Europe-dedicated funds in market are targeting $102 billion between them, roughly in line with the previous year’s $99 billion, according to Private Equity International’s full-year 2022 fundraising report.
Of that aggregate figure, more than one-third of the capital, or some €36 billion, is targeted by the 10 largest funds in market. The biggest among these is Bridgepoint Europe VII, which is seeking €7 billion and has raised €5.4 billion as of December, PEI data shows. Triton Fund VI and Bain Capital Europe VI are targeting €5.5 billion and €5 billion, respectively.
Strategies for the 10 largest funds in market in Europe include buyouts focused on industrials, consumer, tech, financial and business services, and healthcare sectors with cheque sizes of up to €400 million. They also include growth capital for European software and technology-enabled companies.
Investors continue to have a healthy appetite for Western Europe despite trade disruption, energy shocks and inflation caused by the war in Ukraine, according to PEI‘s 2023 LP Perspectives study. Fifty-four percent of respondents indicated similar interest investing in the market this year, almost in line with 2022. However, only one-fifth of LP respondents said they have “greater interest” investing in Europe this year, compared with 39 percent in 2022.
“If you have the right manager, if you have access to the best managers, now is a great time to be investing into Europe,” Rhonda Ryan, partner and head of European private equity at Mercer, told PEI. “Access to the right managers is key – then you have the potential to make good returns.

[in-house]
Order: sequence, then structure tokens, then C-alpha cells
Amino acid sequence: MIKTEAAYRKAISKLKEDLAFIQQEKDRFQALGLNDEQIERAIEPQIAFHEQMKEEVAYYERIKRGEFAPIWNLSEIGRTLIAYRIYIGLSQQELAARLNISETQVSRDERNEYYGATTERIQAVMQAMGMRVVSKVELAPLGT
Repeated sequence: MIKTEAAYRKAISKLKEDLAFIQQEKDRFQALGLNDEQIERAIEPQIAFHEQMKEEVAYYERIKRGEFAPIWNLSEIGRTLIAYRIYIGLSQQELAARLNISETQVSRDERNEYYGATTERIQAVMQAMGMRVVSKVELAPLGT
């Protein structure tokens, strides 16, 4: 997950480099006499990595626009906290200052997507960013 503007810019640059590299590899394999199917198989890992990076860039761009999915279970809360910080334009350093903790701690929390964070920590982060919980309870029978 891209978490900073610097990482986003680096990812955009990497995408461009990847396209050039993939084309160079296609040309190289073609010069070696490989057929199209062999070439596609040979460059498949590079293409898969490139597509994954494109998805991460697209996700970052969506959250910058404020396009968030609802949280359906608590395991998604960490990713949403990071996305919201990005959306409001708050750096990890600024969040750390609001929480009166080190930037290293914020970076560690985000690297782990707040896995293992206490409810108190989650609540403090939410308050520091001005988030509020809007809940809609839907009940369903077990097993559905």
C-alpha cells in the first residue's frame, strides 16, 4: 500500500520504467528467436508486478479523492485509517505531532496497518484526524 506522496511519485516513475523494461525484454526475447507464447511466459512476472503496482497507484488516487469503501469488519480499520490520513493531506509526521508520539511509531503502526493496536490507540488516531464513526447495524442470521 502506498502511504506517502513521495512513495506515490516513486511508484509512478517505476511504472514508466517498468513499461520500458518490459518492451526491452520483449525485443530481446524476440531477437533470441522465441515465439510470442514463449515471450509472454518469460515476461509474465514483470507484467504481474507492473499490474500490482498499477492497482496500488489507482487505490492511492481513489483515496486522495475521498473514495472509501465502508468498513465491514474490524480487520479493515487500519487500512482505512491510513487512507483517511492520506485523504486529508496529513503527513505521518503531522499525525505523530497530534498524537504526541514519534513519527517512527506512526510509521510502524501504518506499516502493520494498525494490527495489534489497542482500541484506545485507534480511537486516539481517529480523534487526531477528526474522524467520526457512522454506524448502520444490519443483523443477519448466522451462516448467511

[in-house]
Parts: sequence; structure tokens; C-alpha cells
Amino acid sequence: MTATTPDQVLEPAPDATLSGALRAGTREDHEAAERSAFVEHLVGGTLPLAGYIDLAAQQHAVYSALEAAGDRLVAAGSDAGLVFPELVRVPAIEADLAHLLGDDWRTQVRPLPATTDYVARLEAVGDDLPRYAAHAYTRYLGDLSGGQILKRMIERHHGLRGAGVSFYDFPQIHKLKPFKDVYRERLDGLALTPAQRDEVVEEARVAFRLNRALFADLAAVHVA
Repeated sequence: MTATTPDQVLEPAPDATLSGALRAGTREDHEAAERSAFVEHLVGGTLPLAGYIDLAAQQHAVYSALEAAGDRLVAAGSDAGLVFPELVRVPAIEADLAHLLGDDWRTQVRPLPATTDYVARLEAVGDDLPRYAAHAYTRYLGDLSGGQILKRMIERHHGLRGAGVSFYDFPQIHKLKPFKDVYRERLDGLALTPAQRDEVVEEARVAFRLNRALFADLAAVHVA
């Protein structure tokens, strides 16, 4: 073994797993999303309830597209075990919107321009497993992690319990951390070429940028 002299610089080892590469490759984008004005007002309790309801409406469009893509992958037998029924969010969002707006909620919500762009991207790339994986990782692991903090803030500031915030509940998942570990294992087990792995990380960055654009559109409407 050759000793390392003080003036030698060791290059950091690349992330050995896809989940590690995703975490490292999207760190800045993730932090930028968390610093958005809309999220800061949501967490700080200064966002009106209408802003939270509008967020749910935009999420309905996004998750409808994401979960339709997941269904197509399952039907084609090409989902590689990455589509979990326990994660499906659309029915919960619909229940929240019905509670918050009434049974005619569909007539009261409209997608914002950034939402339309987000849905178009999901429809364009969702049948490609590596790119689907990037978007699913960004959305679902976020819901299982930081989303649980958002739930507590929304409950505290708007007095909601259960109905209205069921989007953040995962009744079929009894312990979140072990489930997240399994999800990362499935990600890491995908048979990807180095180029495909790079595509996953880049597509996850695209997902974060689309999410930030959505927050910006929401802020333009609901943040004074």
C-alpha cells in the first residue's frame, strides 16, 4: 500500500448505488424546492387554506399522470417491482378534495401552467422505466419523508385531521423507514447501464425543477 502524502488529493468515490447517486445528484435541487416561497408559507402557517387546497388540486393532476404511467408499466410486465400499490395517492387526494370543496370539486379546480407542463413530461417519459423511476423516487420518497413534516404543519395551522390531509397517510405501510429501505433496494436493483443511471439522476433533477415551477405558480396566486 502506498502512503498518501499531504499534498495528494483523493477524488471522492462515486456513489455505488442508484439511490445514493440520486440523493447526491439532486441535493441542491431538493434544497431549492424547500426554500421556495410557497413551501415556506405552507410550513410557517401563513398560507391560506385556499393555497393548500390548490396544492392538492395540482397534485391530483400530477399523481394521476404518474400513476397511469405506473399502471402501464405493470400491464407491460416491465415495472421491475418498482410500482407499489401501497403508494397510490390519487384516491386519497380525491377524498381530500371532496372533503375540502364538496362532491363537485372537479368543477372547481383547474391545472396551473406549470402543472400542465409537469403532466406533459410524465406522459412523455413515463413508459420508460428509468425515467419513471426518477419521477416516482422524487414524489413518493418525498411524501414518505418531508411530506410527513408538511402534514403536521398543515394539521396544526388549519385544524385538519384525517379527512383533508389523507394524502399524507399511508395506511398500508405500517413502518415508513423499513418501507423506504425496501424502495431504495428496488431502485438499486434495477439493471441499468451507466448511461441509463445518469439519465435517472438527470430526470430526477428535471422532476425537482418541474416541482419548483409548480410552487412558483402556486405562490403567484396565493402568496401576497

“Europe is always doing recessions. I have pointed out to clients in the past, Europe’s never been any different, and we’ve still managed to make incredibly good returns for clients and investors in the region.”
LPs PEI spoke to also find Europe’s lower average EBITDA purchase price multiples for buyout deals attractive. Average multiples in Europe are at 10.7x compared with 11.9x in North America, according to Bain & Company’s latest Global Private Equity Report.
Joel Sandhu, a partner at Belgian fund of funds Top Tier Access, told PEI he is a firm believer in European growth equity.
“A lot of people think that Europe is going to be stagnant and America is the place to go. While US tech will pay up for very fast-growing companies, there are tonnes of solid EU businesses that are still growing,” Sandhu said. “There’s a massive step there for fundamentally sound companies that you can pick up at much cheaper valuations and sell to the larger GPs.”
He added that the main opportunity for Europe investors is the arbitrage between the global tech funds that have tonnes of dry powder and the Europe-focused growth funds.
“There’s going to be less growth, therefore more pressure on the pricing of [these] fast-growing companies. I think I would rather be selling to those guys rather than fighting with them for fewer and more expensive companies.”
That being said, fundraising in Europe will be no different from the other regions. Capital raising will be tougher in 2023 and deal activity slower due to tighter financing conditions.
Both US and European investors are facing a denominator issue, noted Ryan.
“GPs need patience and need to demonstrate why they should take one of those slots that are pretty scarce from an LP at the moment. And the only way to do that is to keep going with producing returns, getting their exits out and ensuring their track record is strong,” Ryan said.
“Not everybody deserves funding. People lose sight of that. Not every fund, just because they want to raise, should be able to raise.”